While CryptoLocker was taken down by a white-hat campaign, CryptoLocker got the foot in the door for variations of file-encryption ransomware, such as the widely-known imitators CryptoWall and TorrentLocker.


TeslaCrypt originally targeted gamers of several specific and extremely popular games: Call of Duty, World of Warcraft, Minecraft, and World of Tanks. TeslaCrypt targeted the ancillary files associated with those video games that are commonly stored on the local hard drive.

In 2015-2016 TeslaCrypt was responsible for nearly half of all ransomware attacks. Surprisingly in 2016, the cybercriminals behind TeslaCrypt not only provided the master decryption key publicly, ending the threat, they even apologized.


In late 2015, the Android platform was targeted by SimpleLocker, the first Android-based attack to encrypt files. Additionally, it was the first ransomware to use a Trojan downloader mimicking a legitimate app to deliver the ransomware. The majority of victims were infected when they attempted to download porn or other shady apps from sources other than the Google Play store.


In mid-May of 2017, the WannaCry worm literally made ransomware life-threatening when it shut down hospitals in Ukraine and striking Britain’s National Health Service (NHS). Originally spread through malicious Dropbox URLs embedded in spam, WannaCry spread rapidly through a number of computer networks by infecting a Windows computer and encrypting files on the PC’s hard drive. Considered one of the worst ransomware attacks of all time, it was detected in more than 115 countries.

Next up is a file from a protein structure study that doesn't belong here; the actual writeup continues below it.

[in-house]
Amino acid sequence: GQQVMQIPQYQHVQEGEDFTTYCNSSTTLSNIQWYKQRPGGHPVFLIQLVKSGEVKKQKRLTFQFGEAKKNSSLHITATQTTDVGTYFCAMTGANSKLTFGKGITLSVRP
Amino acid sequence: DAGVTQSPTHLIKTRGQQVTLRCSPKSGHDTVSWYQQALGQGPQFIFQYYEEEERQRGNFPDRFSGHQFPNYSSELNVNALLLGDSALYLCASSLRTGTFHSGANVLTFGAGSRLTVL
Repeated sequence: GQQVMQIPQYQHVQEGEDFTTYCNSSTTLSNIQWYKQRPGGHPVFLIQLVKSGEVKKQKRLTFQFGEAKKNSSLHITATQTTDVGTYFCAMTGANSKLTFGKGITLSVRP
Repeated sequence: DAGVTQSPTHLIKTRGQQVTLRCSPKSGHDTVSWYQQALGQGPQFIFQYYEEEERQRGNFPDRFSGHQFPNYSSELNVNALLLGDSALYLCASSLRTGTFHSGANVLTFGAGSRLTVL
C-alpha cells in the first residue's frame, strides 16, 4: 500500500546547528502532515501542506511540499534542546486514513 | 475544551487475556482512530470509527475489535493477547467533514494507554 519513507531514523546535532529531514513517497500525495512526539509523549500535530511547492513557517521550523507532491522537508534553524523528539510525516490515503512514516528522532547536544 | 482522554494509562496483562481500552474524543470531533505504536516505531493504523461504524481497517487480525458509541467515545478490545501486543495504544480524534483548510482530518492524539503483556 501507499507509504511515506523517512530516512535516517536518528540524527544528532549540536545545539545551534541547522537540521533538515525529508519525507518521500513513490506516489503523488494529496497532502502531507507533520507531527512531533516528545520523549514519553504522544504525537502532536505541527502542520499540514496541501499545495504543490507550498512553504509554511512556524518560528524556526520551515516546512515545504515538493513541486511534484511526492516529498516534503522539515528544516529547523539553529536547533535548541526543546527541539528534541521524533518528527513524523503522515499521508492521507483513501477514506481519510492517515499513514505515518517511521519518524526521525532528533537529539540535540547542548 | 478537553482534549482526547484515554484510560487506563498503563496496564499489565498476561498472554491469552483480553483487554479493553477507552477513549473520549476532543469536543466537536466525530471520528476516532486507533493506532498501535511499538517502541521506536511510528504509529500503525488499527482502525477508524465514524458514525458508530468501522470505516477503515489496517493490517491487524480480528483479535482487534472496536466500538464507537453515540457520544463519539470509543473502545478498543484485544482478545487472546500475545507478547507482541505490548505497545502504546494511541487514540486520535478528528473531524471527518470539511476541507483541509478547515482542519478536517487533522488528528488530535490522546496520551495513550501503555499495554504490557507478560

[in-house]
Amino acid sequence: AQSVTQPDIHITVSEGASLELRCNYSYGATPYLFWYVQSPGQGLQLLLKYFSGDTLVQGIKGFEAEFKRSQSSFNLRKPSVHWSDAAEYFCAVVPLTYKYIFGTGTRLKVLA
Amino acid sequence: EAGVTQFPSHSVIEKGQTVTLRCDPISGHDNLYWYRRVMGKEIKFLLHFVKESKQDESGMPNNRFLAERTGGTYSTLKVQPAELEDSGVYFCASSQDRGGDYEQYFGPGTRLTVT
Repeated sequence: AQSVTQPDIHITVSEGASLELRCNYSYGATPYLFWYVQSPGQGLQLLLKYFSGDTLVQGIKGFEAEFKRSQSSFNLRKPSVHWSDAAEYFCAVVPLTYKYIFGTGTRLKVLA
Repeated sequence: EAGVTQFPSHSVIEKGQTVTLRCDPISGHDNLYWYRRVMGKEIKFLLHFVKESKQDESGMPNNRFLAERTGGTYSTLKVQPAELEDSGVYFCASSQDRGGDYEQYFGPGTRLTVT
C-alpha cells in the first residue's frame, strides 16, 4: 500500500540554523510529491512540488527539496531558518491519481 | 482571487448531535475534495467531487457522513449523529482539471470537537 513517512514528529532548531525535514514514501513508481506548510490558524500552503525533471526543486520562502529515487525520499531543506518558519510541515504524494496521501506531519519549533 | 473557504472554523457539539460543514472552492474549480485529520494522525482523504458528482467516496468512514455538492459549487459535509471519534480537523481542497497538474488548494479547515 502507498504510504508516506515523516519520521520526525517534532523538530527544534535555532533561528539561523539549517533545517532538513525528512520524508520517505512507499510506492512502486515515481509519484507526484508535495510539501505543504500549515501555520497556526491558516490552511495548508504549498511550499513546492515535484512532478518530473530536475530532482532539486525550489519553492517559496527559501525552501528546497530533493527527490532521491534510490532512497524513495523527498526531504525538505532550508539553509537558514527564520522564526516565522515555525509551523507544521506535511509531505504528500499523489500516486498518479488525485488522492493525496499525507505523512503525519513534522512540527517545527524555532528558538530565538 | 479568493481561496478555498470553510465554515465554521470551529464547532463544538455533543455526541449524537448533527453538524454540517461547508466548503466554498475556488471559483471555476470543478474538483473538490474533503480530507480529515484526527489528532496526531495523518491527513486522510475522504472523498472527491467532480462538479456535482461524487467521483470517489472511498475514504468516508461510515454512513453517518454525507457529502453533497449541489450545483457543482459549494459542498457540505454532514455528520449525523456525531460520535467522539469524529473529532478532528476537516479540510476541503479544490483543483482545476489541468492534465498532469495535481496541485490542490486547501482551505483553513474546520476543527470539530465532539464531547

The Petya ransomware package originated in 2016 and was a standard package aimed at extracting Bitcoin from its victims. An updated version—named “NotPetya” to signify its advanced state from its predecessor—became prevalent while the world was still reeling from the WannaCry outbreak.

It is widely speculated that NotPetya was actually a state-sponsored Russian cyberattack on Ukraine, disguised as a ransomware attack.


Cerber appeared in March 2016 and was notorious for its creepy voice component, which reads out the ransom message. It was responsible for an attack on millions of Microsoft Office 365 users who were potentially exposed.


The GoldenEye ransomware attacks reported in Ukraine in late June of 2017, targeted Kiev’s largest airport, Ukraine’s national bank, and its state power company. Unlike most ransomware just encrypting files, GoldenEye attacked the entire computer preventing the system from booting up by encrypting the Master File Table. When the victim attempted to reboot their machine, a skull and crossbones splash screen appeared displaying the ransom demand.


Locky was especially notorious because it encrypted not just data files but also Volume Snapshot Service (VSS) files to stop victims from attempting to restore files using it. It also encrypted Bitcoin wallets. Its name comes from the fact that while encrypting the user’s files, it also renamed them to have the extension “.locky”.

Why Business Need to be Protected from Ransomware